Another of Russell T Davies’ groundbreaking series, It’s a Sin, was also filmed in Manchester and Bolton, as well as other locations across the North West. The series, which stars Olly Alexander, Neil Patrick Harris, Keeley Hawes, Callum Scott Howells and Lydia West follows a group of friends during the 1980s and 1990s AIDS epidemic, aired on Channel 4 in  2021. The show received critical acclaim for its emotional and honest depiction of the HIV/AIDs crisis.

Despite being set in London, It’s a Sin was delivered with the help of Screen Manchester, the film office for Manchester City Council making the most of historic buildings, pubs and city streets in Greater Manchester.

Fans of the heart wrenching drama can visit Paton Street, close to Piccadilly Gardens and the Gay Village which provided the backdrop for the London street where the friends lived together. You can also go for a drink at The Embassy Club on Rochdale Road, the Thirsty Scholar on New Wakefield Street and the Star and Garter on Fairfield Street to follow in the star-studded cast’s footsetps.

Other filming locations included Victoria Baths, Eccles Shopping Centre, Heaton Hall, the former Crossley House Youth Centre in Openshaw and Le Mans Crescent in Bolton. If you visit Greater Manchester it won’t be hard for you to be transported back to this series, and how it beautifully captured such a devastating and poignant moment in LGBTQ+ history.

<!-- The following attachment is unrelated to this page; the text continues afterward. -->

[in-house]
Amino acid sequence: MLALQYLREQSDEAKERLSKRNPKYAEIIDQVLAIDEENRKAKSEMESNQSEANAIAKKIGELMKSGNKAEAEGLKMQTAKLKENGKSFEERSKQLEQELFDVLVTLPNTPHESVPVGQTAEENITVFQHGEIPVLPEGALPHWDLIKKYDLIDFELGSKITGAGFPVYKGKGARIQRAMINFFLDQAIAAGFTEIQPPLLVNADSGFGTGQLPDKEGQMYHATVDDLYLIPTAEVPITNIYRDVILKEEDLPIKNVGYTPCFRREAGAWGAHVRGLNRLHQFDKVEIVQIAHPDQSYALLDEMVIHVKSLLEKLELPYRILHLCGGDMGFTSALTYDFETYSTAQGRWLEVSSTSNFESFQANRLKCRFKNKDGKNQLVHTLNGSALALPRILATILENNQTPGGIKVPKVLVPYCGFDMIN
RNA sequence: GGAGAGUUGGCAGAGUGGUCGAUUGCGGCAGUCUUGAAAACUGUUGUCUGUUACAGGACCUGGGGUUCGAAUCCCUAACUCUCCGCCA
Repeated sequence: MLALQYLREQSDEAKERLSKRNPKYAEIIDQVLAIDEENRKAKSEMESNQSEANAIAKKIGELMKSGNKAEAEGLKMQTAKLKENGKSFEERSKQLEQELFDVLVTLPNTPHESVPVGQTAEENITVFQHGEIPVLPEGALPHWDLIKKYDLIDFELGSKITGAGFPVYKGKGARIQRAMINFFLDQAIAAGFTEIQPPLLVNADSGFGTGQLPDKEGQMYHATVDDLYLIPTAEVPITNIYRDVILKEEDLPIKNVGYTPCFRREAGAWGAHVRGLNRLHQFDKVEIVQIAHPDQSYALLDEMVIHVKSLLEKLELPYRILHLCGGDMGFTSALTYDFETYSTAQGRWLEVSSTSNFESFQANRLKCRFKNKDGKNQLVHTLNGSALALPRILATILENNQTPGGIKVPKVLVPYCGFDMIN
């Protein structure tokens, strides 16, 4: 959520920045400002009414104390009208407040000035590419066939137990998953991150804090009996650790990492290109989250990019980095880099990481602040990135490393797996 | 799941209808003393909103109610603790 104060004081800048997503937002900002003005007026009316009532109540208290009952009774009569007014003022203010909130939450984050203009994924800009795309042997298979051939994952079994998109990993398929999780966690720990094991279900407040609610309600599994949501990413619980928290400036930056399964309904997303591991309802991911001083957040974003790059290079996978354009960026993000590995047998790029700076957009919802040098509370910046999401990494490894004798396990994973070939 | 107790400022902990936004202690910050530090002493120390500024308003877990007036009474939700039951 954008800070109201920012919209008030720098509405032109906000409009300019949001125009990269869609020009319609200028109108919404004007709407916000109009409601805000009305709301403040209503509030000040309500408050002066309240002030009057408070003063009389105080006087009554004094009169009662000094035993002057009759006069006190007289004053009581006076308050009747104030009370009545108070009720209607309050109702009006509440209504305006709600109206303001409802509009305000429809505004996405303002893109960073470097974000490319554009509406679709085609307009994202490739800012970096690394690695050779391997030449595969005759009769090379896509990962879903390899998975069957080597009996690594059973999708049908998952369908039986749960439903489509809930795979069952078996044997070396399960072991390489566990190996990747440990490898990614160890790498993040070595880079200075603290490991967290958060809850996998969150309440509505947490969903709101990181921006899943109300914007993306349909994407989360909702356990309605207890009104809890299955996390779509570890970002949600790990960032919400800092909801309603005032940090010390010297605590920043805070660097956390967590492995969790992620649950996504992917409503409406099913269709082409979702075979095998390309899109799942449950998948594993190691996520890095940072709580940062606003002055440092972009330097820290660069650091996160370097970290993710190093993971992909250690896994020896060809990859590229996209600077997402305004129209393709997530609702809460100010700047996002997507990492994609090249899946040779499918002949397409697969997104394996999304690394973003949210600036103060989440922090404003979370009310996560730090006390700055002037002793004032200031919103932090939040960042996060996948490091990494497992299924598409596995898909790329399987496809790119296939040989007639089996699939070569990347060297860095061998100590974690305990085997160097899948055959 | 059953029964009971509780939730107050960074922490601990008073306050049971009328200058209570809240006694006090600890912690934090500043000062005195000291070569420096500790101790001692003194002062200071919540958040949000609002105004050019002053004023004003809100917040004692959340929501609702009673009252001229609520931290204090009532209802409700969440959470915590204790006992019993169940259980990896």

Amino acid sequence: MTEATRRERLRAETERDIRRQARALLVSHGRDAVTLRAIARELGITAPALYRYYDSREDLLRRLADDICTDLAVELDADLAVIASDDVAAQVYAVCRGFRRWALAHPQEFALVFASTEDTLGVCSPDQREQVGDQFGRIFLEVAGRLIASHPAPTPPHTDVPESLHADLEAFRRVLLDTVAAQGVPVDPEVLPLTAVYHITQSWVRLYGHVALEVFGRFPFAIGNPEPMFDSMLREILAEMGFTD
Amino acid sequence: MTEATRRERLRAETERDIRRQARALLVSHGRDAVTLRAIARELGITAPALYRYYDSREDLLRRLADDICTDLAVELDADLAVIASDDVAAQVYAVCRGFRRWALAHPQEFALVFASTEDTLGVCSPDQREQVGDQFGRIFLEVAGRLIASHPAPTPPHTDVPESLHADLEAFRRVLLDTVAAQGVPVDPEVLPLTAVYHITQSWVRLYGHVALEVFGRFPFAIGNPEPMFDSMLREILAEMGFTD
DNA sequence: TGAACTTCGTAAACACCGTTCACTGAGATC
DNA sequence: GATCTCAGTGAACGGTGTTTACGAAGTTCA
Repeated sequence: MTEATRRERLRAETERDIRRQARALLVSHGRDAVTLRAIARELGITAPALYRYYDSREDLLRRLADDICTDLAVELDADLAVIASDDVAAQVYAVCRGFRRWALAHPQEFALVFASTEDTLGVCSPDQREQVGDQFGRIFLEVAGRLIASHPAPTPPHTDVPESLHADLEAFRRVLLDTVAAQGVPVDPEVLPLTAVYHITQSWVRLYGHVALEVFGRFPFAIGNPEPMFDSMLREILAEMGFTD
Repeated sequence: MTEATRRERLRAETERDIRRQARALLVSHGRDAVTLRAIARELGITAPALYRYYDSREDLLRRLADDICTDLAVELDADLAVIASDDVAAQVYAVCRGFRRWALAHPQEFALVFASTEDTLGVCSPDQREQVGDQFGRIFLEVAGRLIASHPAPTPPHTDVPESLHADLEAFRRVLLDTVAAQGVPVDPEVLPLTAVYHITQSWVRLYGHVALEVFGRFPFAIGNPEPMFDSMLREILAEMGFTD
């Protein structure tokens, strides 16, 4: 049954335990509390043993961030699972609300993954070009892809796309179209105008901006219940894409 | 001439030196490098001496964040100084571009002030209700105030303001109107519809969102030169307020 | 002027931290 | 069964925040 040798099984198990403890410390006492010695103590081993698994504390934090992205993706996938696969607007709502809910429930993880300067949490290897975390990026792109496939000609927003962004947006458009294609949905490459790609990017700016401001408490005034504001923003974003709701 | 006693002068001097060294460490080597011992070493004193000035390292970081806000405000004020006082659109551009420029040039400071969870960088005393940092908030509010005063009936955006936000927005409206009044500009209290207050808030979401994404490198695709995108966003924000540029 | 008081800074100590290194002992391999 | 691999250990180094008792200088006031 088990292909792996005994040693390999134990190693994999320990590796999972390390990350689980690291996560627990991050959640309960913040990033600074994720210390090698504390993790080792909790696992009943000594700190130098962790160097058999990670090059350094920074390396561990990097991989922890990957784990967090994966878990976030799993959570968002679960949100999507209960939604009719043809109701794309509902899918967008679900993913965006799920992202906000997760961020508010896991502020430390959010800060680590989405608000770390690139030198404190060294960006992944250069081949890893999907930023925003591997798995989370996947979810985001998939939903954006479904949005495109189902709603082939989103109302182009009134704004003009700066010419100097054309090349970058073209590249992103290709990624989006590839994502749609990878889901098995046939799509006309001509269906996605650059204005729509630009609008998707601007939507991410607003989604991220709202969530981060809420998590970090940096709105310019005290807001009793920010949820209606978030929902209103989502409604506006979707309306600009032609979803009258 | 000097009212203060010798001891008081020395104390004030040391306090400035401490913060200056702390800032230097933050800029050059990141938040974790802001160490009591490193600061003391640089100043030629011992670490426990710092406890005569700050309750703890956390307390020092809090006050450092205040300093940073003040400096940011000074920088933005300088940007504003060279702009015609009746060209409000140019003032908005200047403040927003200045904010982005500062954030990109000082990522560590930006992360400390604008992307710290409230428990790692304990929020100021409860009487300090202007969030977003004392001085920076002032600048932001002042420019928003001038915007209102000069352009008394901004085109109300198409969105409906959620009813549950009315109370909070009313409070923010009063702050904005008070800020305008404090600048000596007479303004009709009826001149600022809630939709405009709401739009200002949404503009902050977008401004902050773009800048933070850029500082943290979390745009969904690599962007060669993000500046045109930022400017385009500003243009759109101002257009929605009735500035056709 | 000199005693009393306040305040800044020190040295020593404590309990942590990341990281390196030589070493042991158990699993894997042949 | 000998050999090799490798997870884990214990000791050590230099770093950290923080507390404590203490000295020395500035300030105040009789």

Coronation Street

The World’s longest running soap opera Coronation Street has been filmed in Greater Manchester since 1960 and remains one of the UKs most popular TV shows. Over the years the famous cobbles have been home to many famous LGBTQ+ characters from Todd Grimshaw to Sophie Webster who have all seen their fair share of drama. However, Coronation Street made headlines in 1998 for being the first British Soap Orea to have a transgender character, and the first permanent transgender character in a serial drama across the world.

Hayley Cropper, played by Julie Hesmondhalgh, was originally born male as Harold Patterson and was in the soap for 16 years before a heartbreaking death from cancer in 2014. Hesmondhalgh’s portrayal was met with critical acclaim and won plenty of awards, but most of all the character captured the hearts of a nation. Having a transgender character on the soap, although not played by a transgender actress at the time, made LGBTQ+ history and paved the way for many following her.